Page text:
Your story’s pivot point comes roughly in the middle of your script as well as the middle of Act II. The previous path of your hero leads to either a false victory or defeat as a culmination of their trials and tribulations. In the monomyth of The Hero’s Journey, the midpoint is an ordeal, a do-or-die moment.
The purpose is to raise the stakes and begin the shift from external to internal journey. From now on, the hero will have to address the need inside them. A Story and B Story begin to cross. This is when countdowns start, love stories become serious, major plot twists occur, or a public outing makes it impossible for the main character to ever go back to how things were before.
External To Internal
Another name for this part of the second act is Bad Guys Close In – they’ve been foiled and now come back stronger than before after the Midpoint. But your hero’s struggles are not only external but also internal. The main character still hasn’t changed and is dealing with the same problems or flaws you’ve outlined in Act I.
As for the direction of this shift from external to internal: after a false victory at the Midpoint, your protagonist will now be on a downward path towards rock bottom. If you’re following The Hero’s Journey, at this point the hero gets a reward, which is not yet the thing that will ultimately save them. In the case of a false defeat, you now give them a minor victory. Things seem to look better – just before the All Is Lost.
All Is Lost
Your hero needs another push, this time towards transforming themselves. All Is Lost is another inciting incident before the third act. Something big happens to the main character that takes everything away from them and pushes them into despair. It’s the point in the movie where a mentor or helper character dies or a love interest leaves. Your protagonist is facing their inner demons alone. Note that what’s happening to them is not necessarily their fault, yet their despair has everything to do with them. If your hero had no flaws, they wouldn’t feel so lost.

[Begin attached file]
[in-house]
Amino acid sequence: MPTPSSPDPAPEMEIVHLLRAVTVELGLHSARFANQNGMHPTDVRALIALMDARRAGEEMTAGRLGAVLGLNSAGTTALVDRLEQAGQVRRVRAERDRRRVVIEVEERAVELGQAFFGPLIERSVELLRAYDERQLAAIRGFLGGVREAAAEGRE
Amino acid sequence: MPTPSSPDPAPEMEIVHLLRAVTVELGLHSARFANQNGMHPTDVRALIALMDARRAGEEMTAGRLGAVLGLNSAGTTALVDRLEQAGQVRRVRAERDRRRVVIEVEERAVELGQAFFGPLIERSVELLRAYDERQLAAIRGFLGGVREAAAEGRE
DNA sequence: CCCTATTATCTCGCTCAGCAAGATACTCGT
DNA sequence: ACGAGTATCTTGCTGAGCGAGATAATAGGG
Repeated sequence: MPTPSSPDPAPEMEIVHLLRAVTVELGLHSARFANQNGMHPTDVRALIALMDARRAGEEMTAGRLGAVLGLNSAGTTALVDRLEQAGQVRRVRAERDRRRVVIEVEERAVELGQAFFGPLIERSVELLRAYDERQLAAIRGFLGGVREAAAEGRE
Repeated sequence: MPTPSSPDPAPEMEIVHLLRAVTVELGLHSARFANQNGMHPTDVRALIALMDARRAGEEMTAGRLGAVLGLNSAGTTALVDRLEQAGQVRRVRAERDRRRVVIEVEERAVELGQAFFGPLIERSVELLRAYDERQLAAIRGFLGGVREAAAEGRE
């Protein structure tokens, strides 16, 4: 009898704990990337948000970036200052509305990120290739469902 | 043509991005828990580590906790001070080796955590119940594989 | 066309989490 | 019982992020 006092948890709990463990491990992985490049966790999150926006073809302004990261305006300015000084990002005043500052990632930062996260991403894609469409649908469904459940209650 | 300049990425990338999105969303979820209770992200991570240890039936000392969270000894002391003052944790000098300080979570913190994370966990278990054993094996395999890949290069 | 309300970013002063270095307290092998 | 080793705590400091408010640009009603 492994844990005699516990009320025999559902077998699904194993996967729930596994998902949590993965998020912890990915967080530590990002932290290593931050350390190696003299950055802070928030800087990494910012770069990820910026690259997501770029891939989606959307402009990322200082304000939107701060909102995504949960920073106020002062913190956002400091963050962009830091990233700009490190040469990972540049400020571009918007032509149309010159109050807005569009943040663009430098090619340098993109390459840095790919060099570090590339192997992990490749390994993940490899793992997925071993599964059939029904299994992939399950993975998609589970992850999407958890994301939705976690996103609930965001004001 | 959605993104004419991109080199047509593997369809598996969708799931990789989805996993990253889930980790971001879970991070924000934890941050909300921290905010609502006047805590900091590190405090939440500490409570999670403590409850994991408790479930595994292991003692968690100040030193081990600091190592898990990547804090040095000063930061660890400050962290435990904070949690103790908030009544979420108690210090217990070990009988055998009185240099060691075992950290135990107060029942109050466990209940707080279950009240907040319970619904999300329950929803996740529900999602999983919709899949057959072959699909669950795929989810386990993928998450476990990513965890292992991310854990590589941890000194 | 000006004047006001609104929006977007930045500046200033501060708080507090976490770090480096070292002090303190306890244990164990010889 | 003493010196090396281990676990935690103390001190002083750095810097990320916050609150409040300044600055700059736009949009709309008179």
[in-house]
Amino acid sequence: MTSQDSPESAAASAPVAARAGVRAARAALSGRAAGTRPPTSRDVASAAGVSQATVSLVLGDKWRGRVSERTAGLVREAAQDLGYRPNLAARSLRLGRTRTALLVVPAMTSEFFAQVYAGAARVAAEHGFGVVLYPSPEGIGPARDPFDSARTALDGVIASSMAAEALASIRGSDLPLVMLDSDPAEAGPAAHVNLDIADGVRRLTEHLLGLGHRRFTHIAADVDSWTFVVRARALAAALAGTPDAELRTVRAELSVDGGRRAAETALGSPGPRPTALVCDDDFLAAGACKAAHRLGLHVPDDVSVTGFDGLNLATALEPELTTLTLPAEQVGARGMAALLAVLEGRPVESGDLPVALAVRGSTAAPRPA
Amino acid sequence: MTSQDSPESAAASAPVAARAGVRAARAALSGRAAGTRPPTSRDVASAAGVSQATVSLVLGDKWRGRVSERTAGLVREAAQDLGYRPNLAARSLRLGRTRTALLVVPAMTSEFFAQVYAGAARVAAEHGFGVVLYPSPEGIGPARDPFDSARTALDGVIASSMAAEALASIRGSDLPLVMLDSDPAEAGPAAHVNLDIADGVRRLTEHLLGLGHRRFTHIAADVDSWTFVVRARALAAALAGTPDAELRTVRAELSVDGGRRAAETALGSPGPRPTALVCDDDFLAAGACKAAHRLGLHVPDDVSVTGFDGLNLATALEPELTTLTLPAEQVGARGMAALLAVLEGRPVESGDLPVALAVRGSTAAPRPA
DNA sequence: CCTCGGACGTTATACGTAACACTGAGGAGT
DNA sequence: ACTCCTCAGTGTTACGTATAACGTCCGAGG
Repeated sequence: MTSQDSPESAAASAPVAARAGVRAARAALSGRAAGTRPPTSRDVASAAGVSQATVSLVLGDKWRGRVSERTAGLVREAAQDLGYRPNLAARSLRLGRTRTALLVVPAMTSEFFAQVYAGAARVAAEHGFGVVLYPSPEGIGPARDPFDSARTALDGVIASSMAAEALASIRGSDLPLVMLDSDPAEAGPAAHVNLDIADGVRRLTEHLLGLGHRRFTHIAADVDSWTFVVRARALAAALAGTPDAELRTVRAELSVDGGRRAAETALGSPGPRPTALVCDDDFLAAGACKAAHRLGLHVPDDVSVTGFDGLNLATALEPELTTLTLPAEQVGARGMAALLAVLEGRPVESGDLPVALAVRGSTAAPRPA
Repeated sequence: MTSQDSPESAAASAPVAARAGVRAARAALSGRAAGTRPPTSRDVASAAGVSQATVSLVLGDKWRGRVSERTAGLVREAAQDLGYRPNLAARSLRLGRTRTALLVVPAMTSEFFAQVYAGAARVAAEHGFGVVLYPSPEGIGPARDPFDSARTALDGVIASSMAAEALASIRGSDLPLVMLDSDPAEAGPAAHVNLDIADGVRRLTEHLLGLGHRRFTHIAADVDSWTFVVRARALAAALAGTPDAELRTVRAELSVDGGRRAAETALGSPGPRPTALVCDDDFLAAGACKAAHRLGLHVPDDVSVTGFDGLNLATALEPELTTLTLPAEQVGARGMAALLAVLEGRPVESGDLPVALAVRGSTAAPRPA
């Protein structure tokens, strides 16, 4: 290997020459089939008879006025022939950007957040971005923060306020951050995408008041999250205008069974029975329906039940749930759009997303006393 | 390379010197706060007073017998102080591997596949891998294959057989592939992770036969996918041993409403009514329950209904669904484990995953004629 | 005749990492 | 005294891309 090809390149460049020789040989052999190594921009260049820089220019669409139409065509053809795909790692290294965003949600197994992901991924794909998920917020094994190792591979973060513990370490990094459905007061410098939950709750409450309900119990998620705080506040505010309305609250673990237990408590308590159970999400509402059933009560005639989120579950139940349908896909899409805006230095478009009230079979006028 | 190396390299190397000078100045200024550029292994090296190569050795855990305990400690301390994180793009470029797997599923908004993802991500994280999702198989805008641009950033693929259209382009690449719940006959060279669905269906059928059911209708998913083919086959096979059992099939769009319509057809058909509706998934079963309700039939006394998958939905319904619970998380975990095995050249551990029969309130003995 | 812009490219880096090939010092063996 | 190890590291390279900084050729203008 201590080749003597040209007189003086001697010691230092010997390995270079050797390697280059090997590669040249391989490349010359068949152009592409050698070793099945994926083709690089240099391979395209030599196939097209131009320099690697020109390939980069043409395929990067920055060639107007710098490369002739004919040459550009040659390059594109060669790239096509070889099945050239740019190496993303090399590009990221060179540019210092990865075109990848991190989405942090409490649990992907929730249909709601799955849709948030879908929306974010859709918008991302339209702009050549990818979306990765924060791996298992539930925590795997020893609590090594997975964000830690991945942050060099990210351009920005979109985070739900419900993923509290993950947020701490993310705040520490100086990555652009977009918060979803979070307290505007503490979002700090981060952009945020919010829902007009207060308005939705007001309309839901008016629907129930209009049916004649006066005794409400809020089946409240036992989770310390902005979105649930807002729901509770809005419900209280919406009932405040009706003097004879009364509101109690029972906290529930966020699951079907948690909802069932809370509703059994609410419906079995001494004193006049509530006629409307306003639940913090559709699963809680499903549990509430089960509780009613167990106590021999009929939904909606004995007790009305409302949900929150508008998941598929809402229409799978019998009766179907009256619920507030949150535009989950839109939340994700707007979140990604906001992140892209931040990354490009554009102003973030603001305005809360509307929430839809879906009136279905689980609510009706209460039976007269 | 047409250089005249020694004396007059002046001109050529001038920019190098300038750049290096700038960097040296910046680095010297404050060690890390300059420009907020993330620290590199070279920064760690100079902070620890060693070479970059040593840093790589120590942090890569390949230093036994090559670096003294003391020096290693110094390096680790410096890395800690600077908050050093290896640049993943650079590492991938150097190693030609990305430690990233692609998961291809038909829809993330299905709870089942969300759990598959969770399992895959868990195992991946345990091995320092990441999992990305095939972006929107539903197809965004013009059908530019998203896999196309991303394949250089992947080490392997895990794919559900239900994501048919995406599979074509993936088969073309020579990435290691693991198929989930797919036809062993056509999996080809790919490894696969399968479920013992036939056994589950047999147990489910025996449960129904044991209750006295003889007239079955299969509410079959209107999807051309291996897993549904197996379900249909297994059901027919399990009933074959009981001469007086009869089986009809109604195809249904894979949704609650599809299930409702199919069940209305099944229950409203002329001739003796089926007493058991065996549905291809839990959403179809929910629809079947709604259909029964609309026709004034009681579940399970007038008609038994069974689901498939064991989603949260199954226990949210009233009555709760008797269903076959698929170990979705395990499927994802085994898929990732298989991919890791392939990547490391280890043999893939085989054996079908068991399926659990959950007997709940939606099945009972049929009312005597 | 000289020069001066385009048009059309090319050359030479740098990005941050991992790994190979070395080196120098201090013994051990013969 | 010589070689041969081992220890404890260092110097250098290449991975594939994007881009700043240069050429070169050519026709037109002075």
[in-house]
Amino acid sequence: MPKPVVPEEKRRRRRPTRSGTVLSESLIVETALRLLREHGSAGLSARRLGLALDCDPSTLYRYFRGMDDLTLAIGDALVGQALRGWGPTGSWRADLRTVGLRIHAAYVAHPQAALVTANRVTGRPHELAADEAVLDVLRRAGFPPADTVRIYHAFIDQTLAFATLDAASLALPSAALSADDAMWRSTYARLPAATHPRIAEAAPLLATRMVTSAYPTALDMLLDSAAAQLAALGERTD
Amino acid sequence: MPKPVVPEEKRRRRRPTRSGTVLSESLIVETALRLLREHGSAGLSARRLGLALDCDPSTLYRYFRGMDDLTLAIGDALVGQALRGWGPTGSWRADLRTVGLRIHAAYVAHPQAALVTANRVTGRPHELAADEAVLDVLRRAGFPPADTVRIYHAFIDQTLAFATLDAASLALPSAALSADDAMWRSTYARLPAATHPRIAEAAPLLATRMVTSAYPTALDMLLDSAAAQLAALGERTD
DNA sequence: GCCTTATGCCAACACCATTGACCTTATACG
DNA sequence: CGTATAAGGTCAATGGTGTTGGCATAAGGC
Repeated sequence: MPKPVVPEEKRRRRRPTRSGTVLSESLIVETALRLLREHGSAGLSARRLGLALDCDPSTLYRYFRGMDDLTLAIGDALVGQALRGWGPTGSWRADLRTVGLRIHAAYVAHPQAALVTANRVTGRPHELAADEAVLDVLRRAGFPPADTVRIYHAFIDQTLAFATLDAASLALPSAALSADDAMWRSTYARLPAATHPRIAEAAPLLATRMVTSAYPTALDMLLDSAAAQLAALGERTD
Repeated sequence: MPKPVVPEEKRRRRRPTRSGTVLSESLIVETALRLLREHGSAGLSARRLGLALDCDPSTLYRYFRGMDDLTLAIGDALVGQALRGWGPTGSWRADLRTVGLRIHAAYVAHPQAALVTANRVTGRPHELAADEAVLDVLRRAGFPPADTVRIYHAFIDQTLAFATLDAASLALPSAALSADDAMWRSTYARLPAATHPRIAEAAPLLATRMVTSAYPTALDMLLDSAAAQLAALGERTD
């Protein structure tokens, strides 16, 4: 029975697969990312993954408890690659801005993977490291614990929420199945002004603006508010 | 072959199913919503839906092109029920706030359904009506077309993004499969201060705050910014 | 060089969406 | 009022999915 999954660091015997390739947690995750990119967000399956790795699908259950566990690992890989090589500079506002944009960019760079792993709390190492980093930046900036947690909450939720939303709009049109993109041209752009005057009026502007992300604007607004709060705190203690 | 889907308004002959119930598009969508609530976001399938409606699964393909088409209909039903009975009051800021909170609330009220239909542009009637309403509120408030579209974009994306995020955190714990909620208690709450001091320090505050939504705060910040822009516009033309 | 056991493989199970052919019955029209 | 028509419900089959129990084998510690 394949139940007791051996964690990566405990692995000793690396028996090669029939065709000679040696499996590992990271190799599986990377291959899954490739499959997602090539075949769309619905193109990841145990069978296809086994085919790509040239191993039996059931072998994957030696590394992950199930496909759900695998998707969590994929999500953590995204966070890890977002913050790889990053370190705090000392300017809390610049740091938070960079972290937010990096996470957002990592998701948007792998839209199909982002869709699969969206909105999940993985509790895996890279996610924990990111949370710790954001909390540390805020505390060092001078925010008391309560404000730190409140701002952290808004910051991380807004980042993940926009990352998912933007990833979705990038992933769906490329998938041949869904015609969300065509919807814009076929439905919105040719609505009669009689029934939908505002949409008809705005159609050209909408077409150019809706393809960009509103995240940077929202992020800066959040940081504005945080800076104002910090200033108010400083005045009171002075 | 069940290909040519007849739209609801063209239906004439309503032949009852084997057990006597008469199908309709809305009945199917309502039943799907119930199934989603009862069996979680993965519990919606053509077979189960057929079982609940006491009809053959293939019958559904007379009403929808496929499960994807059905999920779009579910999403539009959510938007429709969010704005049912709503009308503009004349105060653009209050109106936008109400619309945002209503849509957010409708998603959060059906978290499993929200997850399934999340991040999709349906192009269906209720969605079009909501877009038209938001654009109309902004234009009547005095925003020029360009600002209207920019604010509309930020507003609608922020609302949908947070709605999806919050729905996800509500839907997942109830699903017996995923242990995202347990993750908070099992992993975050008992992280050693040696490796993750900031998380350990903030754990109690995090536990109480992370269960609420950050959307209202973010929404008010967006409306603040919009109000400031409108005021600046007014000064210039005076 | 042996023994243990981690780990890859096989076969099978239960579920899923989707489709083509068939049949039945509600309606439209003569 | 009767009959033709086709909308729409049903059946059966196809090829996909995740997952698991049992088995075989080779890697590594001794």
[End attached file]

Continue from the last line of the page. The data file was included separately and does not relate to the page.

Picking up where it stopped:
Dark Night Of The Soul
Remember your hero’s resistance to the call to action at the end of Act I? The Dark Night Of The Soul is the same: your hero is assessing the situation and thinking about giving up. Again, you can use several scenes to show how this affects their life in several areas. But as your main character ponders their past failures, they realize the common denominator. They themselves always stood between them and achieving their goal. To fix that, change is necessary. You set up this epiphany by placing the main character back in the familiar surroundings of Act I, where suddenly they feel alienated and no longer safe as before. The final battle is often fought close to home, but either way, a big change is coming in Act III.
Common Problems Screenwriters Face In The Second Act
Second act problems is the most common ailment that plagues screenwriters. Fear not, we have some fixes for what you might be struggling with in Act II.
Act II Is Boring
Yes, the second act sucks: after a great setup in Act I, you want to get to the finale in Act III as quickly as possible. What’s in between is drudgery with neither glory nor romance. Your hero’s struggles have become your own. They have to exercise will and find the strength to continue. Your job is to show what keeps them from skipping forward. Even if your hero has superpowers, something keeps them from going straight to the final fight. They have to face their own character first, as we all do. If the audience can relate to that, your second act won’t be boring.
What Goes Where
If you don’t know how to begin Act II or have written a bunch of scenes that all seem to come later, you might have a structural weakness. The second act is a chain of events: cause and effect lead from one action to the next. If you can’t write in chronological order, assess each of your scenes. How close is the hero to their goal? How far are they from where they’ve started? What is happening externally and internally? Place the scenes accordingly under one of the story beats in Act II and see how well the end result flows like a narrative.